"The Devil Put Dinosaurs Here" contains 12 tracks and clocks in with a runtime of an hour and five minutes. The shortest track on the album, "Stone," clocks in at just under four and a half minutes. "Hollow" was released as the first single from the album, initially debuted online in December 2012, and then made available for digital purchase in January 2013. A video for "Hollow" was available online at the time the single was made available to download, and was followed shortly after by a video for the track "Stone." The album stays consistently strong from beginning to end, with Alice In Chains' signature mood and groove from the first note until the tail end of the closing track, "Choke." The album opens with the first single, "Hollow," which immediately establishes that the album will be revisited some of the heavier territory in Alice In Chains' sound. The next track "Pretty Done" is slightly reminiscent of "Check My Brain" with string bends being an integral part of the main riff and one of the most emotive solos on the entire album. "Stone" is next, and the opening bass line makes my mouth water like Pavlov's dogs. This is another track with some string bending going on as part of the main riff as well as some inspired lead guitar throwing down some interesting melodies on top of the growling rhythm track. The fourth track, "Voices," is the first track on the album where an acoustic guitar shows up. The fifth track is the title track, "The Devil Put Dinosaurs Here," and has a hauntingly off kilter feel which just works towards pushing the theme of the song home. "Lab Monkey" starts out with a heavily fuzzed and almost clipping bass line and when the guitar, drums and vocals come in the song builds to a mid-tempo alt metal groove. "Scalpel" is another track utilizing acoustic guitar and is a little bit like the material off of "Jar Of Flies." The track "Phantom Limb" is the only track on the album with lead guitar covered by William DuVall, and while it doesn't compare to Cantrell's lead work, it definitely stands on its own feet. "Choke," utilizes an acoustic for the rhythm with some electric lead guitar and Cantrell on lead vocals and provides a melancholy close to the album. // 8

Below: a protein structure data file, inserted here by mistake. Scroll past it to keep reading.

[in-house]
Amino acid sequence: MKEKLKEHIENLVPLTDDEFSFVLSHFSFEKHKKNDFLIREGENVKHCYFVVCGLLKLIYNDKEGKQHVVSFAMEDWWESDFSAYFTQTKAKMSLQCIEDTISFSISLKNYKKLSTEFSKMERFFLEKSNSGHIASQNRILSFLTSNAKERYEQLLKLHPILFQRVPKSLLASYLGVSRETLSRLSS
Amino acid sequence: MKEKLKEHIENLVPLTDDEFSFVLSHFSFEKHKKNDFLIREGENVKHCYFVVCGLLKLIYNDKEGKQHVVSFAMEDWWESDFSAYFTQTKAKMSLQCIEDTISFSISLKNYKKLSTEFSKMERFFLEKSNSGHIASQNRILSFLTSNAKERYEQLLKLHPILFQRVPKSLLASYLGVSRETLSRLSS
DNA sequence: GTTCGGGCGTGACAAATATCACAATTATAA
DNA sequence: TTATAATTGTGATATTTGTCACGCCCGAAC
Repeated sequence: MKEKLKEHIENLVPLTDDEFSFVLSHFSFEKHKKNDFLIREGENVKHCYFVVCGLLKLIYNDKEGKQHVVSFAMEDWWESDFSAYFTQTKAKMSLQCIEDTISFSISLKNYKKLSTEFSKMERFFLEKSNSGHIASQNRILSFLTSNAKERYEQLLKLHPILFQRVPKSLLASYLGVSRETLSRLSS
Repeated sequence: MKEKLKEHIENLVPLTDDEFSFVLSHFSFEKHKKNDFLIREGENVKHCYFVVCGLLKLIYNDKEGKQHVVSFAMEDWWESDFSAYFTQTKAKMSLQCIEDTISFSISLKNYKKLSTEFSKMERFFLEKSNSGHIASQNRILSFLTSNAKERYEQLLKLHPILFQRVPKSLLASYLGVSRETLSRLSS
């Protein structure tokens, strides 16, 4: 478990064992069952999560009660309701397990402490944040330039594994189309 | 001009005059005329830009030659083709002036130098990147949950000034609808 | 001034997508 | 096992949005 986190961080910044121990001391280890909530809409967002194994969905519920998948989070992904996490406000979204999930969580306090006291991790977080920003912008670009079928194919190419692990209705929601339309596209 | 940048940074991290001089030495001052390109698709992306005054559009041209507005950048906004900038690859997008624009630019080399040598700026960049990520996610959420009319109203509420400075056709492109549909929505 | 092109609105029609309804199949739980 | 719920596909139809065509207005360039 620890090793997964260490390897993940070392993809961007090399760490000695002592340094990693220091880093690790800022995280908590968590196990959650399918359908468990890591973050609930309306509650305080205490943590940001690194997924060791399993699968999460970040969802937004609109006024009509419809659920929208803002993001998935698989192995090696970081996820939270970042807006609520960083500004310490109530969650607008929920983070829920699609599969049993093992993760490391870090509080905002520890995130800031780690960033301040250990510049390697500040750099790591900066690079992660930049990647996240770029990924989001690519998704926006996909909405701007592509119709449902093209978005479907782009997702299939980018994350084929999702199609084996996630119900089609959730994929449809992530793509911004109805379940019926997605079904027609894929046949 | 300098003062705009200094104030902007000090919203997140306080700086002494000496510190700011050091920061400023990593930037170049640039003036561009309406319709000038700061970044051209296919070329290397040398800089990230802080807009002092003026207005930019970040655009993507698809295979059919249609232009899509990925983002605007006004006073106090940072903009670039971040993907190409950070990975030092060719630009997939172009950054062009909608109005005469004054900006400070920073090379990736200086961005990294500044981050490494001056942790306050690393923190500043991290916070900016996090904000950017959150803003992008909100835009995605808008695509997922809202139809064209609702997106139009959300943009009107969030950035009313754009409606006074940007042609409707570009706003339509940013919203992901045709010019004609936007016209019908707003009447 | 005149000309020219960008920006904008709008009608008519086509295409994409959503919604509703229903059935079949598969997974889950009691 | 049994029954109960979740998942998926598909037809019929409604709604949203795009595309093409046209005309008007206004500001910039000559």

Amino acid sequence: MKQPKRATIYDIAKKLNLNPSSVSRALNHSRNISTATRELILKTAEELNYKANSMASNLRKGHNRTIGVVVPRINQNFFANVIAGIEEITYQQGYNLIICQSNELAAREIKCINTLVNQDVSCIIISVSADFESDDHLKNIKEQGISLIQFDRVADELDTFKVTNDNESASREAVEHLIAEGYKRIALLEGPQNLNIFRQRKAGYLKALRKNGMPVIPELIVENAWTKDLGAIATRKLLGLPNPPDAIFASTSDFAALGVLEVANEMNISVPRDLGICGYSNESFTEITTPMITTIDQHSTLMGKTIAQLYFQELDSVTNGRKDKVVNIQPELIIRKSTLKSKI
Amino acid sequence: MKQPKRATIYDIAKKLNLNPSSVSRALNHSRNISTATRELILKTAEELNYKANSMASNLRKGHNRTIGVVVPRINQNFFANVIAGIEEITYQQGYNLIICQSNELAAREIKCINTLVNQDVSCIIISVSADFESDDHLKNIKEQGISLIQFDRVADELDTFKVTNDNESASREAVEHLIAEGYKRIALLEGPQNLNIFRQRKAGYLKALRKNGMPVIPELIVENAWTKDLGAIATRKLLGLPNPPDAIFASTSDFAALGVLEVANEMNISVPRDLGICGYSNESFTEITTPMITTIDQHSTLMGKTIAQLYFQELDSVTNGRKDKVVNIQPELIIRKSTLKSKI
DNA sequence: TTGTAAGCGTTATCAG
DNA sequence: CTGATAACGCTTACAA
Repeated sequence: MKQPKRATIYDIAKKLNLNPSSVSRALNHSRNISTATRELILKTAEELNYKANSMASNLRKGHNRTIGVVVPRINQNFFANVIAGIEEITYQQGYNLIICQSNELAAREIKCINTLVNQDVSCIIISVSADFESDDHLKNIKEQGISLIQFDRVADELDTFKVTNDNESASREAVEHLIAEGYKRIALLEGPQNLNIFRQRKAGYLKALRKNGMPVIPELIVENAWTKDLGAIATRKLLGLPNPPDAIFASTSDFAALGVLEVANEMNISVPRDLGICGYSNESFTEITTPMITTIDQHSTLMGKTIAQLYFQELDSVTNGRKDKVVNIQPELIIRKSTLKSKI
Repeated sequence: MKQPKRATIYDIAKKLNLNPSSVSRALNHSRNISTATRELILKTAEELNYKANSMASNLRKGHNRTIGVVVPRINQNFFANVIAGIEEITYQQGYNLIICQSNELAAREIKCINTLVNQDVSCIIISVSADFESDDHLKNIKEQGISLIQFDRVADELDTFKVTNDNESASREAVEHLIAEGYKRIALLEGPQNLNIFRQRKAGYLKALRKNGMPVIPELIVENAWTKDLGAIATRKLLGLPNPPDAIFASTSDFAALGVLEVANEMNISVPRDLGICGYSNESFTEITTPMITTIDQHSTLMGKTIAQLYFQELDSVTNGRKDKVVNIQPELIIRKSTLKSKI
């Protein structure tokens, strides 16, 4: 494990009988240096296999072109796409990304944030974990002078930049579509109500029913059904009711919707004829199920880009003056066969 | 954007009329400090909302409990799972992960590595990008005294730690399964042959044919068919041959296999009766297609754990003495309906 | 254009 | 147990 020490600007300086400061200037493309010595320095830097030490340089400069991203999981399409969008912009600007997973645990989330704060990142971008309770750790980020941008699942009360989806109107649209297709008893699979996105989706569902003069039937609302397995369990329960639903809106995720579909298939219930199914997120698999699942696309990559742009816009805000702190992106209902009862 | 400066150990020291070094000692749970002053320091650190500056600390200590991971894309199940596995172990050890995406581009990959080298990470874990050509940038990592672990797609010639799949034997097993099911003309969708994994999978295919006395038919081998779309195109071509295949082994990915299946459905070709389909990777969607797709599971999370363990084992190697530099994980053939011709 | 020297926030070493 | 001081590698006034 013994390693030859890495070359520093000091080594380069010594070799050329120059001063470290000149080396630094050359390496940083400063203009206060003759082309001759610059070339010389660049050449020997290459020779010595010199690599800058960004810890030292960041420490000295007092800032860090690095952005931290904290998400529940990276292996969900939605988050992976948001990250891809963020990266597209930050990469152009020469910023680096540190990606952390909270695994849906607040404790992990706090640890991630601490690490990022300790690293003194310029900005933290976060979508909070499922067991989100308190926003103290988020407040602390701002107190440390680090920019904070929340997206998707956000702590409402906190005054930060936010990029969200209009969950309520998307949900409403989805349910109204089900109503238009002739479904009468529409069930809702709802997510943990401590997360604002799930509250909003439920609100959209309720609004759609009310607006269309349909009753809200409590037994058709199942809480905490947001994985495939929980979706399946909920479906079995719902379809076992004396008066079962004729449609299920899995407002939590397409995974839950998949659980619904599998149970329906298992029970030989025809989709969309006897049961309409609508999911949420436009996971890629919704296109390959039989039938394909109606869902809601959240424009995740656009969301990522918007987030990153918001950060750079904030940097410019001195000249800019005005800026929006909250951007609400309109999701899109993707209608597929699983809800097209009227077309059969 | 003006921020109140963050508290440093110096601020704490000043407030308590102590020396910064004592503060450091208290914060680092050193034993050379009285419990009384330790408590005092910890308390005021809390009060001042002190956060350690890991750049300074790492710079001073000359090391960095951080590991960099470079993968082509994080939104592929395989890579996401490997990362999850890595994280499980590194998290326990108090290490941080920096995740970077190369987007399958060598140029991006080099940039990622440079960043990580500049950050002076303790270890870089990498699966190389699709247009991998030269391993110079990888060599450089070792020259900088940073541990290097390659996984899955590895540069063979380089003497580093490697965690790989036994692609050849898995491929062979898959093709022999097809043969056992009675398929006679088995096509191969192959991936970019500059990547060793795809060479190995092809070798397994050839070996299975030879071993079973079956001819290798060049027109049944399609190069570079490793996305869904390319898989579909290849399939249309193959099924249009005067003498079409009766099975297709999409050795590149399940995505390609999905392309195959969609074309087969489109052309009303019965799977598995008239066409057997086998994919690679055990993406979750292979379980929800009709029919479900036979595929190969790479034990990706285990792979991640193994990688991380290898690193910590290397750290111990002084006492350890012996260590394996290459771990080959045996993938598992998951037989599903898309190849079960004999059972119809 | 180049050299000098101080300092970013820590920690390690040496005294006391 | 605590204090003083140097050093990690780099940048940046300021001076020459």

Lyrics: Enough is enough we can't keep wishing Layne Staley was around. The truth is Layne Staley died a long time ago and William DuVall is doing a great job. DuVall and Cantrell trade off lead vocal duties with the other providing some great harmonizing backup vocals. In addition, on a lot of songs they use the lead guitar melody to emphasize the vocals and provide the haunting quality that has become Alice In Chains' signature. William DuVall has really grown into his role in the band since he first began to play with them in 2006. The vocals throughout the album, whether covered by Jerry or William are melodic and haunting. The lyrics show a new maturity in Alice In Chains' songwriting on tracks like the title track, "The Devil Put Dinosaurs Here," with a critical look at modern society and the closed mindedness that still runs rampant. The track "Hollow" illustrates the melancholy feeling embodied in Alice In Chains' music: "Turning in circles/ slowing down/ pulling against a closing out/ easy to feed off a weaker thing/ harder to say what I really mean/ hollow as a mountain all tunneled and drilled below/ hollow as a mountain crowned with a cold, blue sky." // 8